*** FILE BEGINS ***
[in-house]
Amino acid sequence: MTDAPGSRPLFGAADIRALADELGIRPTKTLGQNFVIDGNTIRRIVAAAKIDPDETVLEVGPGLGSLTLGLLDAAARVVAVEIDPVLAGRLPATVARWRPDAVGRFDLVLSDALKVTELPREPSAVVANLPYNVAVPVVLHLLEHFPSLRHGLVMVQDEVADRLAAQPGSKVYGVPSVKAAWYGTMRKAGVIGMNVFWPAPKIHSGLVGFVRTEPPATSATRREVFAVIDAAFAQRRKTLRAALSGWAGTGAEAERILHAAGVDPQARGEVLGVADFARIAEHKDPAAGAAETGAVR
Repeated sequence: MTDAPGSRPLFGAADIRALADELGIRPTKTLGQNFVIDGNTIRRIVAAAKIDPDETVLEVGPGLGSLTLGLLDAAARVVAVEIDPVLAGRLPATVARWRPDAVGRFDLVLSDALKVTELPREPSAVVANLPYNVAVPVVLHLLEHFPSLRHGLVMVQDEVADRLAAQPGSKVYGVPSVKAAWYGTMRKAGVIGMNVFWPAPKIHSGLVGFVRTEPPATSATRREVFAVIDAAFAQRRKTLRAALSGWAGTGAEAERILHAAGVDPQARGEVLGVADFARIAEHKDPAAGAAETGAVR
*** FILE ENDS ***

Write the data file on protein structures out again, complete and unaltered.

[in-house]
Amino acid sequence: MTDAPGSRPLFGAADIRALADELGIRPTKTLGQNFVIDGNTIRRIVAAAKIDPDETVLEVGPGLGSLTLGLLDAAARVVAVEIDPVLAGRLPATVARWRPDAVGRFDLVLSDALKVTELPREPSAVVANLPYNVAVPVVLHLLEHFPSLRHGLVMVQDEVADRLAAQPGSKVYGVPSVKAAWYGTMRKAGVIGMNVFWPAPKIHSGLVGFVRTEPPATSATRREVFAVIDAAFAQRRKTLRAALSGWAGTGAEAERILHAAGVDPQARGEVLGVADFARIAEHKDPAAGAAETGAVR
Repeated sequence: MTDAPGSRPLFGAADIRALADELGIRPTKTLGQNFVIDGNTIRRIVAAAKIDPDETVLEVGPGLGSLTLGLLDAAARVVAVEIDPVLAGRLPATVARWRPDAVGRFDLVLSDALKVTELPREPSAVVANLPYNVAVPVVLHLLEHFPSLRHGLVMVQDEVADRLAAQPGSKVYGVPSVKAAWYGTMRKAGVIGMNVFWPAPKIHSGLVGFVRTEPPATSATRREVFAVIDAAFAQRRKTLRAALSGWAGTGAEAERILHAAGVDPQARGEVLGVADFARIAEHKDPAAGAAETGAVR